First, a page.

Story URL: http://news.medill.northwestern.edu/chicago/news.aspx?id=178537
Story Retrieval Date: 5/22/2013 6:14:50 PM CST
U.S. Census Bureau/
Sales at U.S. retailers rose for the seventh consecutive month in January, but the increase was the smallest since June and fell short of expectations.
Retail sales rose 0.3 percent after a downward-revised 0.5 percent increase in December, according to the U.S. Census Bureau. Economists polled by Bloomberg News expected a 0.5 percent increase.
According to Bloomberg LP, excluding autos and gasoline, sales went up 0.2 percent, compared with the forecast of a 0.4 percent increase.
“Consumer spending is continuing to expand, but only at a moderate pace,” said Ryan Wang, an economist with HSBC Securities (USA) Inc., who accurately forecast the total gain in retail sales.
Ken Mayland, president of ClearView Economics, was unconcerned about the smaller-than-expected January increase because “both November and December retail sales came in stronger than anybody expected.”
In that context, the 0.3 percent increase overall moves the recovery ball forward, Mayland said.
Housing-related areas of retail sales were a drag in January.
Building material and garden equipment and supplies dealers saw the biggest decline in sales in January, down by 2.9 percent, while sales of furniture and home furnishing stores dropped 0.3 percent.
At this point, housing activity is still quite low and the construction sector is “sort of flat on its back,” Wang said.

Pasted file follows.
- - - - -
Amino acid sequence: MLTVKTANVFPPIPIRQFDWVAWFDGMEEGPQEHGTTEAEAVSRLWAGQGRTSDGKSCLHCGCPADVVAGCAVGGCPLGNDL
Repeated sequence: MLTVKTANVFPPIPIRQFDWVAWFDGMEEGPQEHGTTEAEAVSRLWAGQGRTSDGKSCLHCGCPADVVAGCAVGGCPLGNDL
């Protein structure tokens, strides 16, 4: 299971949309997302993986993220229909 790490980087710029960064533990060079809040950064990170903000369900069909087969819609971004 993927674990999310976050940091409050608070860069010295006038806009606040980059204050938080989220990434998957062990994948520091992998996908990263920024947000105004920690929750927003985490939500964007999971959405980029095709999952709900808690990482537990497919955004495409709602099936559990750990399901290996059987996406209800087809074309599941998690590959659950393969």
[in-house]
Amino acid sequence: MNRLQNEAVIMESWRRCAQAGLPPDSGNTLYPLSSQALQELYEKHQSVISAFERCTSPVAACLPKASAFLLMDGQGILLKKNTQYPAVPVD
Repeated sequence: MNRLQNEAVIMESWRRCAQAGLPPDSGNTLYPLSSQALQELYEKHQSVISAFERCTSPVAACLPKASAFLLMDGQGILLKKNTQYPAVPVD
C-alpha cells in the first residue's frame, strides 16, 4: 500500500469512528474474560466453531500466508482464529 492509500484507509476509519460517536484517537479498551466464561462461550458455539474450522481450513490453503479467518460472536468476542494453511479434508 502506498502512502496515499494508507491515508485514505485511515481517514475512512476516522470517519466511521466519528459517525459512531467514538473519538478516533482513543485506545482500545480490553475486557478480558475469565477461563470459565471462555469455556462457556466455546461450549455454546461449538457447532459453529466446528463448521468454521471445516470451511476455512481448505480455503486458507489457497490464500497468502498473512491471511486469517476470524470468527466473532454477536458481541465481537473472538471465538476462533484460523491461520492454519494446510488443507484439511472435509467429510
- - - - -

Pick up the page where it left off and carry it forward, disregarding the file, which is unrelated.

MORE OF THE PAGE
The index of builder sentiment for February remained unchanged for the fourth straight month at 16, according to the National Association of Home Builders. Any reading below 50 indicates negative sentiment about the market. The index hasn’t been above 50 since April 2006.
Nondiscretionary areas of spending, including food and gasoline purchases, showed strong increases in January, mostly due to upward price pressures.
Gasoline station sales were up 1.4 percent, and food and beverage sales rose 1.3 percent.
“In a month where there was not a lot of new income generation, price increases in the nondiscretionary areas are pinching out discretionary purchases” such as apparel, sporting goods and restaurants, Mayland said.
According to Wang, “more labor market improvement is needed to sustain growth in spending.”
Mayland expects all labor market indicators to turn around and show some kind of improvement in 2011.
Accounting for about 70 percent of the U.S. economic activity, consumer spending is watched closely as an important measure of economic health.